Then when the sign language group has enough elders who feel they can run a congregation effectively, including having a full service committee and conducting ALL meetings in sign language (no more interpreting, except in perhaps remote areas where forty-eight signing speakers a year are impossible to find), they convince the two COs that it is time to apply for congregational status.  If approved, there will be another sign language congregation. As of just a few years ago, there were six American Sign Language circuits in the US.

Growth Not What It Seems

It is important to note that by this time (two or three years after the initial contact with the CO to get this ball rolling) there might be around fifty publishers—mostly pioneers, elders, and ministerial servants—and from zero (unusual but does happen) to five deaf people with few of them in a position to provide leadership as elders, ministerial servants, or even pioneers.  For example, for most of the six years one hearing Witness translator was in the Waterbury, Connecticut, American Sign Language congregation, there was no leadership from any deaf member of the congregation.  Eventually, Watch Tower brought in one young deaf ministerial servant to work in Bethel, and one local deaf brother was appointed as a ministerial servant. This was about five to six years after the congregation was established and insiders wondered if the congregation must have existed for reasons other than claimed. Most recently, there was only one deaf person in that entire sign language congregation.

But the growth of actual deaf converts, while seemingly small, is real and as a percentage fairly significant in comparison to the English congregations. Where an English congregation of one hundred may have also had five baptisms over the same three-year period as the fifty-member sign language congregation did, in the English probably four of the five were born-in teenagers who when baptized add ZERO to the publisher totals since they’ve been publishing since they were little kids. In the American Sign Language congregations the five baptisms are likely all from the field (these numbers are hypothetical, remember, but typical). So the growth in sign language is real, but the numbers are misleading as a whole.

So while the sign language circuits have been growing with congregations popping up all over the place, the vast majority of the numbers in those congregations and circuits are actually LOSSES from the English congregations in the vicinity.

The older, more established congregations in large urban areas have a greater number of deaf people than the newer congregations in mid-sized to smaller cities. One hearing former ministerial servant (a very good interpreter/speaker from a deaf family) gave talks in the mid-Atlantic area from New England to Georgia over the last several years. He observed that while a newer congregation may have fifty publishers total with two to four deaf, an established congregation may have a couple dozen deaf and eighty total publishers.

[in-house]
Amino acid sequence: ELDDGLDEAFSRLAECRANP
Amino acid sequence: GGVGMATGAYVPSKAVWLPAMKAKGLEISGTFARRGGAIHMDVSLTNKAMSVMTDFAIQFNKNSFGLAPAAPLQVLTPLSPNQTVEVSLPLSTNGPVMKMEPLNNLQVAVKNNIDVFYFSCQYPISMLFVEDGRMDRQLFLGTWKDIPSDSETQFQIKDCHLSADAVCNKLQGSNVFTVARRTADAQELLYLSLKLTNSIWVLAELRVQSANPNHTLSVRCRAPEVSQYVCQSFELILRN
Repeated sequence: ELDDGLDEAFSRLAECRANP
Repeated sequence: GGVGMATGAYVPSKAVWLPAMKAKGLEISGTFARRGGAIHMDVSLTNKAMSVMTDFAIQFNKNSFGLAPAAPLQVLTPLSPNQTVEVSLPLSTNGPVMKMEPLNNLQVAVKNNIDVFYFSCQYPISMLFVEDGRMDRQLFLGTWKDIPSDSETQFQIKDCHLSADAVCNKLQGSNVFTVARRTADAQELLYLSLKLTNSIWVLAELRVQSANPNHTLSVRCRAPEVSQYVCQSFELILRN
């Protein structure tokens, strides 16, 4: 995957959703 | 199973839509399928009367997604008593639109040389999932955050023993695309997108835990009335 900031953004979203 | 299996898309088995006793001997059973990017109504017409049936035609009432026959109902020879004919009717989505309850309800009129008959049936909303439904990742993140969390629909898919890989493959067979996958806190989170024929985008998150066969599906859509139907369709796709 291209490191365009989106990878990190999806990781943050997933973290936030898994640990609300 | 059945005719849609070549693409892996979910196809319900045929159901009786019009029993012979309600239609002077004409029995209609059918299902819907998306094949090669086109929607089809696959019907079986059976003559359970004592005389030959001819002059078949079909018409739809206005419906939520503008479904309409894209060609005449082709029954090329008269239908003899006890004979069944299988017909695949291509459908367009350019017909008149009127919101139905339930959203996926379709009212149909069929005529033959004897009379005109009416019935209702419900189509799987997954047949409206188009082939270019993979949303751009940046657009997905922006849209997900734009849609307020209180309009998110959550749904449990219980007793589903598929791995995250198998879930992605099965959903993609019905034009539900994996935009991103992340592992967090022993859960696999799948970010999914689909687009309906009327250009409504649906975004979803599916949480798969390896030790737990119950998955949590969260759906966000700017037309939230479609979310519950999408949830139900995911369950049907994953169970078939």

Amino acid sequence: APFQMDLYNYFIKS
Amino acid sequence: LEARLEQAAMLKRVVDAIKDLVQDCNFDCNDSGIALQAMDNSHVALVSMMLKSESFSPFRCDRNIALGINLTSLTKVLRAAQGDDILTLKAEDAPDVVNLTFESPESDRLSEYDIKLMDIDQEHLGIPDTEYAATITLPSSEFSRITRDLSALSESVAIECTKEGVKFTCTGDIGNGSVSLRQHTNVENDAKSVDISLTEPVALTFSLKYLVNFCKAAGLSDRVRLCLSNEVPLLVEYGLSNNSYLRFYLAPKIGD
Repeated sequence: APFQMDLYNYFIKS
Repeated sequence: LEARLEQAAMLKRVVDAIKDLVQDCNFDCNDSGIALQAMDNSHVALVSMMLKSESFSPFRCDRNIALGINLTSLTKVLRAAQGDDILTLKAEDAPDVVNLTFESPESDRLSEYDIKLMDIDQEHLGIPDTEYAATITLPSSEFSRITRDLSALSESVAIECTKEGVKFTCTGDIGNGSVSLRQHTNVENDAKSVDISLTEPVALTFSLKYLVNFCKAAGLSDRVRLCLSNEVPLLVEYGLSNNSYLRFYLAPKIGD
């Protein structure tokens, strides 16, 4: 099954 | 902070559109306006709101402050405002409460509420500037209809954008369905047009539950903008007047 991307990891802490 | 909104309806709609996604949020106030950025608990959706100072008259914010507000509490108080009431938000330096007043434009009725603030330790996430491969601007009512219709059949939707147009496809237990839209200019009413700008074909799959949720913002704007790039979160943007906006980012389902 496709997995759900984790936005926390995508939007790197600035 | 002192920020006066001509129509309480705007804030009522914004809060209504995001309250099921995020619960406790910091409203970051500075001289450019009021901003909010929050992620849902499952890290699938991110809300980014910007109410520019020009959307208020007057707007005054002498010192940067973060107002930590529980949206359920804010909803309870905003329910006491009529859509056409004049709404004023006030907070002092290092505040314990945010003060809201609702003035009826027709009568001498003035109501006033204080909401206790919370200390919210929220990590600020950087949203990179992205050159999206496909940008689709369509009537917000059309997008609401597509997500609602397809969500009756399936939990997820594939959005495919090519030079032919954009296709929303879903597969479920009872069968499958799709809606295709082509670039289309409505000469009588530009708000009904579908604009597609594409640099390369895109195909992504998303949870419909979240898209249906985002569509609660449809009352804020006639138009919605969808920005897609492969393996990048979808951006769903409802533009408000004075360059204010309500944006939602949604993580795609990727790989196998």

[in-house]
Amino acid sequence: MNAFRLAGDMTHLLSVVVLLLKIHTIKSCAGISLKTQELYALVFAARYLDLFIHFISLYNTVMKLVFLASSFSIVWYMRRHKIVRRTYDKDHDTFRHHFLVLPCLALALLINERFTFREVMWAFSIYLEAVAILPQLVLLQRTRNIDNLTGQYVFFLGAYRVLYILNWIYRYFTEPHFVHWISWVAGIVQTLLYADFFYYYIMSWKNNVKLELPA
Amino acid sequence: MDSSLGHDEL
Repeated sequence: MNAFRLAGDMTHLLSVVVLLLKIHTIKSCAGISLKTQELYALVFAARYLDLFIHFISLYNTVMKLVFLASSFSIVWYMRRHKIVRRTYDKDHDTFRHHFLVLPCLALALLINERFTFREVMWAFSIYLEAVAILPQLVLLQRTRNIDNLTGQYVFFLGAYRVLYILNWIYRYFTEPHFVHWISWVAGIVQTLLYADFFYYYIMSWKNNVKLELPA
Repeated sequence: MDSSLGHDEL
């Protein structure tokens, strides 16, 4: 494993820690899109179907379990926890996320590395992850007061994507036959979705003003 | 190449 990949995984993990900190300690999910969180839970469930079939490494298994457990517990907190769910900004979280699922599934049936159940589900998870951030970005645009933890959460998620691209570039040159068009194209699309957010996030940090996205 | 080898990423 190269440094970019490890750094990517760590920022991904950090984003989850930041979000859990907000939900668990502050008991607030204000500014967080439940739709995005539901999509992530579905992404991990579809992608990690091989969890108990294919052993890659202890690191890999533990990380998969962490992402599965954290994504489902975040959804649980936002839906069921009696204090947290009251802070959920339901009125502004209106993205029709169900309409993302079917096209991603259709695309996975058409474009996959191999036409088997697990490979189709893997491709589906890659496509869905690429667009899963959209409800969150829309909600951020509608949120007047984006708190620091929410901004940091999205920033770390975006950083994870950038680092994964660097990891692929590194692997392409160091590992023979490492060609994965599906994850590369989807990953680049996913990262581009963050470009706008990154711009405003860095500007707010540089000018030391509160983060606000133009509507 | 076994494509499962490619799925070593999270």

At a district convention with say, 3000 in attendance, this ministerial servant said he would be surprised to find more than 500 are deaf.  The vast majority of those in attendance are hearing Jehovah’s Witnesses who learned sign language in order to work in the deaf ministry and grow the sign language congregations and circuits.  The others in attendance are not Witnesses but Bible studies or relatives of deaf Witnesses who want to learn American Sign Language to communicate with their loved ones. The statistics are that “ninety-five percent of deaf children are born into hearing families, but only 10 percent of parents learn enough American Sign Language to have a conversation beyond ‘pass the salt’ and ‘be quiet.’”[foot]Christianity Today, January 5, 2011, Do You Hear What I Hear? by Jeremy Weber http://www.christianitytoday.com/ct/2010/march/30.46.html [/foot]

One former sign language translator stated the reason why there are so many American Sign Language congregations is because there are more hearing people that want to learn sign language and support American Sign Language congregations and that’s why a very large percentage of the American Sign Language congregations are hearing. Too many deaf Jehovah’s Witnesses have little education. Consequently, they are very gullible and become Witnesses without doing any investigating. That’s not saying there aren’t educated deaf Witnesses because there are. In such cases, the Witnesses belief system apparently fills some type of need they have; perhaps, it is the comfort of being embraced by a deaf community.

As for the involvement of the hearing Witnesses, insiders are confident that for the most part the participation is a sincere expression of a true believer’s desire to serve a need without having to leave one’s own country or oftentimes without having to move at all. Also, because of the challenge of learning a second language, especially a nonverbal one, English congregations often lose their smartest people to the foreign language groups and congregations.

A Former Jehovah’s Witness reports